Personally I would avoid rechambering to its original caliber as the 577/450 cartridge is a bit tough to come by.
    I don't believe the Martin Henry/Martini Enfield thread is standard 55 degree whitworth or 60 degree v. I believe it is it's own standard. 60 degree does work. This applies to only the MH/ME action, not any of the others.

    577/450 is not tough to come by. Ammo, dies, brass and proper .468 diameter bullet moulds are all readily available. Okay maybe tough is correct, they are not cheap.

  8. #8
    hickstick_10 is online now Stainless
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    anyone ever rebarel one of these to a 45 70, 45-90 or a similar cartridge?

  9. #9
    TheDoubleD is offline Aluminum
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    Yes, I have rebarreled a few of these to 45/70, but prefer cartridges like 450 Musket and 375 2 1/2 Flanged NE.

    They can handle most any of the rimmed cartridges that will feed. I have 577 2 3/4 NE on a Greener Martini action. That same Cartridge will not feed in the Martini Henry action.

    The way to check this is make a barrel stub and dummy chamber and see if the cartridge will feed.

  10. #10
    SmithSolar Guest

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    When this barrel from a 45 70 or 45-90 thread had no standards not found in the new Machinery Hand Book. Even in my older books do not go back to show threads
    The shop back befor 1900 shops made own taps in the shop.

  11. #11
    TheDoubleD is offline Aluminum
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    Gun threads are not often seen in Machinery's. True standardization in the English gun trade didn't realy take place until about 1904, especially in chambers.

  12. #12
    TNMIKE is offline Plastic
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    Im pretty sure the Cadet rifle I finally got a look at is a Whitworth thread. ( Its Australian marked) It was cleary radiused at the root. A 60 degree thread may very well work although it looks to me that it would be a crush fit. I couldnt get it in my mind how they radiused the peak during production. This link shows the chaser they used to do it. Simple after you see it. I dont understand why they kept this labor intensive threading system until the 1970s. I guess they had the tooling and the skilled labor and didnt change until they had to.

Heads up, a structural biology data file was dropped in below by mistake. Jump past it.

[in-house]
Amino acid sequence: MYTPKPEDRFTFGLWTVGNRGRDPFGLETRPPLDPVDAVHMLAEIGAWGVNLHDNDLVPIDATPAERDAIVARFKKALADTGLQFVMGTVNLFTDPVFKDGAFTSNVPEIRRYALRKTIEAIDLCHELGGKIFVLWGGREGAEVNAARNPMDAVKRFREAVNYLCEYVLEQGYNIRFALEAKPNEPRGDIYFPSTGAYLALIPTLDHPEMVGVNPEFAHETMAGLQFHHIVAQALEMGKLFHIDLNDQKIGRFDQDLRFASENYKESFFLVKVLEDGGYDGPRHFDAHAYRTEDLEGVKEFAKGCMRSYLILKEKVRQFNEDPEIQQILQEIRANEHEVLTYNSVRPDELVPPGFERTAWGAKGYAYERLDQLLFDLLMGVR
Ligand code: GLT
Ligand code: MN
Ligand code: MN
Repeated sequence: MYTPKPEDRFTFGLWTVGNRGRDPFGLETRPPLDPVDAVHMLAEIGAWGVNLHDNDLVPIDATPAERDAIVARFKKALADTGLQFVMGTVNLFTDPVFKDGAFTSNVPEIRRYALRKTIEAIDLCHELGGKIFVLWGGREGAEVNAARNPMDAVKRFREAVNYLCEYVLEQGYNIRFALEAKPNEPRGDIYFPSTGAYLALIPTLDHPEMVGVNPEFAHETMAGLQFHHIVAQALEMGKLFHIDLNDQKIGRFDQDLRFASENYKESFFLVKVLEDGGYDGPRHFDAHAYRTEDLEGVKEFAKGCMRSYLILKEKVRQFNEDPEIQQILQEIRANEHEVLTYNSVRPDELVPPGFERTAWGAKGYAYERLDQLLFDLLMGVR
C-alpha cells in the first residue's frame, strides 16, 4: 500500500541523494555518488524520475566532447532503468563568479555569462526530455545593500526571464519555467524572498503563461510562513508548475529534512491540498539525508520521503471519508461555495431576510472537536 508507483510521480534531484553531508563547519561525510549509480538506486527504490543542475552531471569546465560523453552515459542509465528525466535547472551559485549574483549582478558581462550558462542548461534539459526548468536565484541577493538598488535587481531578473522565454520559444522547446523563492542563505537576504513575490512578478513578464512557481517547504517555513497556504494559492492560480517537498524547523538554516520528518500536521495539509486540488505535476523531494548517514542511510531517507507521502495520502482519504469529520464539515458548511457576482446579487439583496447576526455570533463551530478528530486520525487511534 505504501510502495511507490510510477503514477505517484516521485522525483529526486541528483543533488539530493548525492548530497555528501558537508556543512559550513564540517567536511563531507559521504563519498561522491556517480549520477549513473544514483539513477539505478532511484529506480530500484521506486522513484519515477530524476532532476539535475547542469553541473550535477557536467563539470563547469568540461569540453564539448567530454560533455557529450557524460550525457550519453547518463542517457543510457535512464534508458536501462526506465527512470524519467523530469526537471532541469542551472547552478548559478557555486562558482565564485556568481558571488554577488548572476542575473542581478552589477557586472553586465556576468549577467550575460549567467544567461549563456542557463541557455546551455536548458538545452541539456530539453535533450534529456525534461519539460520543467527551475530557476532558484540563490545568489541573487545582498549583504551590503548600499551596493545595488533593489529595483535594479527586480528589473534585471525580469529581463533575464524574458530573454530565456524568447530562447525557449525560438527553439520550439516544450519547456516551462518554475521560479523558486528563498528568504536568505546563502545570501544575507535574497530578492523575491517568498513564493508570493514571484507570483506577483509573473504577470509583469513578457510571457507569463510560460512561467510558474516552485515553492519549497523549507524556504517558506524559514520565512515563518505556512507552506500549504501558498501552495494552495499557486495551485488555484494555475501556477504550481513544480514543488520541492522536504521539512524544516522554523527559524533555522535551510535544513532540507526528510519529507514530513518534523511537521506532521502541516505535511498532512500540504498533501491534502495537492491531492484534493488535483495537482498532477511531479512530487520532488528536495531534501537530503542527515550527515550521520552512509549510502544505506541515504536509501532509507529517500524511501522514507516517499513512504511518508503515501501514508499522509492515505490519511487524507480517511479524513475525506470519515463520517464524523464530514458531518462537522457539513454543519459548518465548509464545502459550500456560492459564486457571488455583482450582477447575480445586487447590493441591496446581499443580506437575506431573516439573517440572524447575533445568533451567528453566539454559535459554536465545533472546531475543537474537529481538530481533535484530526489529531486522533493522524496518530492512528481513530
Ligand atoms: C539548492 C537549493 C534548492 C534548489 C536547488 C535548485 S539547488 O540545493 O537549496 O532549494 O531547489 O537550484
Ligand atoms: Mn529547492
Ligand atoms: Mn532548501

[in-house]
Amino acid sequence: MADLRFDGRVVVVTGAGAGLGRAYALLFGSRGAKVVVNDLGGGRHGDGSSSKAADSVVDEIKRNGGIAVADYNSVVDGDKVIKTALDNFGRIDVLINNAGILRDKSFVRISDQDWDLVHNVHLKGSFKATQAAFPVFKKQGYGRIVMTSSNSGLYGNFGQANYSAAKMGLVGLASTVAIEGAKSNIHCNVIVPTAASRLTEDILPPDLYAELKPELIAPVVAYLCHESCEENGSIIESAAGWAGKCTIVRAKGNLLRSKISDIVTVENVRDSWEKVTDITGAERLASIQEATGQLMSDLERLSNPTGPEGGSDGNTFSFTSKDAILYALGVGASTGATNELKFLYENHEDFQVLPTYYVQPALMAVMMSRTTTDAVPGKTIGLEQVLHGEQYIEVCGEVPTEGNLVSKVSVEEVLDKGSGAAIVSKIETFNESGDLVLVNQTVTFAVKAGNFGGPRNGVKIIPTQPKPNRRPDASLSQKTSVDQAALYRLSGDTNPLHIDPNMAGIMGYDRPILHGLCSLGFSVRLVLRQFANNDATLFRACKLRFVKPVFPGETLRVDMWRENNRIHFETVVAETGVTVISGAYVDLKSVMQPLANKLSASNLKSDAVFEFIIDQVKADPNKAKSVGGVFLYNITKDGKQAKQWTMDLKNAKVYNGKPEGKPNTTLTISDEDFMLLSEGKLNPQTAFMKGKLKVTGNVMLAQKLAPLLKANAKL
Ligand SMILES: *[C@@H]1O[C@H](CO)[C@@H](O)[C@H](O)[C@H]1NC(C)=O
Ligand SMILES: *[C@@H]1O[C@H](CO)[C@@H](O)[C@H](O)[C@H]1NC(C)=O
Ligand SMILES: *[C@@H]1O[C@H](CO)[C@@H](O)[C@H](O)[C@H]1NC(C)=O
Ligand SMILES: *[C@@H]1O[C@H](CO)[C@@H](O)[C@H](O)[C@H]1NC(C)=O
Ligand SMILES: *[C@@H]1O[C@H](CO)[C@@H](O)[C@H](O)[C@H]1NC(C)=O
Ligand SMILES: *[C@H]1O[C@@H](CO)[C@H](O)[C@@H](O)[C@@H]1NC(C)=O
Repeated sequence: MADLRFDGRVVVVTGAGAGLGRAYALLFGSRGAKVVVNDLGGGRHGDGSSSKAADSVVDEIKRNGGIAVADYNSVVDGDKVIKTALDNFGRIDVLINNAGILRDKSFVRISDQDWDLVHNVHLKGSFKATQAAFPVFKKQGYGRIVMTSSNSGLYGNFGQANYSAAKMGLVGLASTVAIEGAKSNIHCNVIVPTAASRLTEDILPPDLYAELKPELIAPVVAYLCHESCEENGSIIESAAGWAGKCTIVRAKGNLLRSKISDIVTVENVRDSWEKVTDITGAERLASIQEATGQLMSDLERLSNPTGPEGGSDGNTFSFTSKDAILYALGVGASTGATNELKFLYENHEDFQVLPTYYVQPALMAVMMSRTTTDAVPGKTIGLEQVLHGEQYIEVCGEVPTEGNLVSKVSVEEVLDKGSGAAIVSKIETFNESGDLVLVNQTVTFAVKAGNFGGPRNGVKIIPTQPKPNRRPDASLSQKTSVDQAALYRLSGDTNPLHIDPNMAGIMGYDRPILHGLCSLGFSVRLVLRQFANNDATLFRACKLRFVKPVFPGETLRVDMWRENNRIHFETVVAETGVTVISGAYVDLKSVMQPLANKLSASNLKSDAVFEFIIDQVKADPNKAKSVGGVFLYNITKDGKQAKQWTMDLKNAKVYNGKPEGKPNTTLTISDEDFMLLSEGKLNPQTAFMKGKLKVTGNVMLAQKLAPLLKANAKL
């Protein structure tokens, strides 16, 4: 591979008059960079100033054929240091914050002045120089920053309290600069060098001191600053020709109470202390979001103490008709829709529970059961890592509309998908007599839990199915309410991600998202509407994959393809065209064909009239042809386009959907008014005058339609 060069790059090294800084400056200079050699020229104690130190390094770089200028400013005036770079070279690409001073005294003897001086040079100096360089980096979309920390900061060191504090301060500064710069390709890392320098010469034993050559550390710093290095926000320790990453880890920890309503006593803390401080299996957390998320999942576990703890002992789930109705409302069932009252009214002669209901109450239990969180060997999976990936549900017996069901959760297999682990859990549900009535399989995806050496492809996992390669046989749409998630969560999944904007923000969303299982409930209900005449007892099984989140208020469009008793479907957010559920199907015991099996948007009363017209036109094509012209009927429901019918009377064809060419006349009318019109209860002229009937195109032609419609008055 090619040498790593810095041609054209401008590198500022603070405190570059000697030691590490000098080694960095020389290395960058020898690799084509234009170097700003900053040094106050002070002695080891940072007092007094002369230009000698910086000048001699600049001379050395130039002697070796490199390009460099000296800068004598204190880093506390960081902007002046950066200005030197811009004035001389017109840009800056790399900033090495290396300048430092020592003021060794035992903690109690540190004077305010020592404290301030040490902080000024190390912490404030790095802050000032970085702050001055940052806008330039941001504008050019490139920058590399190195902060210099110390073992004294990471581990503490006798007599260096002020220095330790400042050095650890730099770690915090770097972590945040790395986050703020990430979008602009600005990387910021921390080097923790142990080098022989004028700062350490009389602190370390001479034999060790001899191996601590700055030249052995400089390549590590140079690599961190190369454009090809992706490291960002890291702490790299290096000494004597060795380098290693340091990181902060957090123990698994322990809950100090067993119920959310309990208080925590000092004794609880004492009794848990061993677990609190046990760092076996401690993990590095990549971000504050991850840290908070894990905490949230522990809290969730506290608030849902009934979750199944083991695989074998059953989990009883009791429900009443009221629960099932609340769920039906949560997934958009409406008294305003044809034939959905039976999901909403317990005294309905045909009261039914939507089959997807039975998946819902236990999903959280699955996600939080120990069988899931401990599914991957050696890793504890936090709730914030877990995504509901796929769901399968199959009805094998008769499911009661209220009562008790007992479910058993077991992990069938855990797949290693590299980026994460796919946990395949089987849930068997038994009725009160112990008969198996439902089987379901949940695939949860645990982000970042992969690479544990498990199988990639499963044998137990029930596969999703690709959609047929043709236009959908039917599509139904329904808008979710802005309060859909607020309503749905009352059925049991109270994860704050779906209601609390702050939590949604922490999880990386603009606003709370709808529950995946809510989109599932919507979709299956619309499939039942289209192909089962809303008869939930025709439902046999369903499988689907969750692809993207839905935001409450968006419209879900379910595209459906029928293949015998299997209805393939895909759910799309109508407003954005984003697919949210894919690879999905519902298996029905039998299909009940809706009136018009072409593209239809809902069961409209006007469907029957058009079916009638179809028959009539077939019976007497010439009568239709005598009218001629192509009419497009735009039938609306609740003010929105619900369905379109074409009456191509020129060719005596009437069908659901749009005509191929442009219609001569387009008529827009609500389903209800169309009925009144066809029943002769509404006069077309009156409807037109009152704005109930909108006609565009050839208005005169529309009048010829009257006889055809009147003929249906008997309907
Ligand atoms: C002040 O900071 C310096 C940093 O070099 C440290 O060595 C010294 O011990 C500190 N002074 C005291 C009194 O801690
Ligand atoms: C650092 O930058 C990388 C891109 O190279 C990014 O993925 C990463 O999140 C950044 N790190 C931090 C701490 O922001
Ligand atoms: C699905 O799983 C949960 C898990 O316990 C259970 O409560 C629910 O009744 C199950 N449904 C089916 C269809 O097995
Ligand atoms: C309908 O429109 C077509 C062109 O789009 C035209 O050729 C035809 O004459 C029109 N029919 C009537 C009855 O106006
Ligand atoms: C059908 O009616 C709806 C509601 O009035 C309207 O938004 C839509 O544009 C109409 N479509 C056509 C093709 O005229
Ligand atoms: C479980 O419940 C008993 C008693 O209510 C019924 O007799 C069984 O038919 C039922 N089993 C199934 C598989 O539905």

http://www.lathes.co.uk/latheparts/page6.html

  13. #13
    TheDoubleD is offline Aluminum
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    Quote Originally Posted by TNMIKE View Post
    Im pretty sure the Cadet rifle I finally got a look at is a Whitworth thread. ( Its Australian marked) It was cleary radiused at the root. A 60 degree thread may very well work although it looks to me that it would be a crush fit. I couldnt get it in my mind how they radiused the peak during production. This link shows the chaser they used to do it. Simple after you see it. I dont understand why they kept this labor intensive threading system until the 1970s. I guess they had the tooling and the skilled labor and didnt change until they had to.

    http://www.lathes.co.uk/latheparts/page6.html
    Never had a problem with 60 degree and crush fit of the threads in these guns.

  14. #14
    ulav8r is offline Cast Iron
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    It is probably a 55 degree thread. It is just as easy to grind a 55 as it is a 60. If you use the correct thread and do not crush fit the thread then you are not as apt to have galled threads and a ruined action if you or someone else decides to rebarrel it again.

    If I discovered a ruined thread on the barrel or action, I would badmouth the a__hole responsible to any and all that might listen.